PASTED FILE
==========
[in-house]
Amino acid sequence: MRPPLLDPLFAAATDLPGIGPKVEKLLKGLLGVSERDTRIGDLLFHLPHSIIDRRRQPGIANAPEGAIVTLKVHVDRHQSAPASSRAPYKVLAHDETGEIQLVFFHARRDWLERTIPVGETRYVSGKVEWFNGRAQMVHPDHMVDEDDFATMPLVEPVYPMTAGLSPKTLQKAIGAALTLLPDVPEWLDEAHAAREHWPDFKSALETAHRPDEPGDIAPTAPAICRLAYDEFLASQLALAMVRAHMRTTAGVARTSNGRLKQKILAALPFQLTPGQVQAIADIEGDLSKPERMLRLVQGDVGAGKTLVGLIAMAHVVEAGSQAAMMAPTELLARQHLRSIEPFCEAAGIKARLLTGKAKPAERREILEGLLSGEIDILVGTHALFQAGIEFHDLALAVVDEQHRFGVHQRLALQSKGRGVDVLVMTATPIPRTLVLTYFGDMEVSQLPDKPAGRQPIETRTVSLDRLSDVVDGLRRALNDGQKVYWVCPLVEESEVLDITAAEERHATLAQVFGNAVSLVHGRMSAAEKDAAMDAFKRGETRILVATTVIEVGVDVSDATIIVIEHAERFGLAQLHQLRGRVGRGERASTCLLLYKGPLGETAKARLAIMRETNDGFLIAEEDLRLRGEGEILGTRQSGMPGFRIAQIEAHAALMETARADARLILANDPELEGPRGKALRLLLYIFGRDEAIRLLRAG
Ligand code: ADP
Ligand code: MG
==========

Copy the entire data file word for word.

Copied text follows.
[in-house]
Amino acid sequence: MRPPLLDPLFAAATDLPGIGPKVEKLLKGLLGVSERDTRIGDLLFHLPHSIIDRRRQPGIANAPEGAIVTLKVHVDRHQSAPASSRAPYKVLAHDETGEIQLVFFHARRDWLERTIPVGETRYVSGKVEWFNGRAQMVHPDHMVDEDDFATMPLVEPVYPMTAGLSPKTLQKAIGAALTLLPDVPEWLDEAHAAREHWPDFKSALETAHRPDEPGDIAPTAPAICRLAYDEFLASQLALAMVRAHMRTTAGVARTSNGRLKQKILAALPFQLTPGQVQAIADIEGDLSKPERMLRLVQGDVGAGKTLVGLIAMAHVVEAGSQAAMMAPTELLARQHLRSIEPFCEAAGIKARLLTGKAKPAERREILEGLLSGEIDILVGTHALFQAGIEFHDLALAVVDEQHRFGVHQRLALQSKGRGVDVLVMTATPIPRTLVLTYFGDMEVSQLPDKPAGRQPIETRTVSLDRLSDVVDGLRRALNDGQKVYWVCPLVEESEVLDITAAEERHATLAQVFGNAVSLVHGRMSAAEKDAAMDAFKRGETRILVATTVIEVGVDVSDATIIVIEHAERFGLAQLHQLRGRVGRGERASTCLLLYKGPLGETAKARLAIMRETNDGFLIAEEDLRLRGEGEILGTRQSGMPGFRIAQIEAHAALMETARADARLILANDPELEGPRGKALRLLLYIFGRDEAIRLLRAG
Ligand code: ADP
Ligand code: MG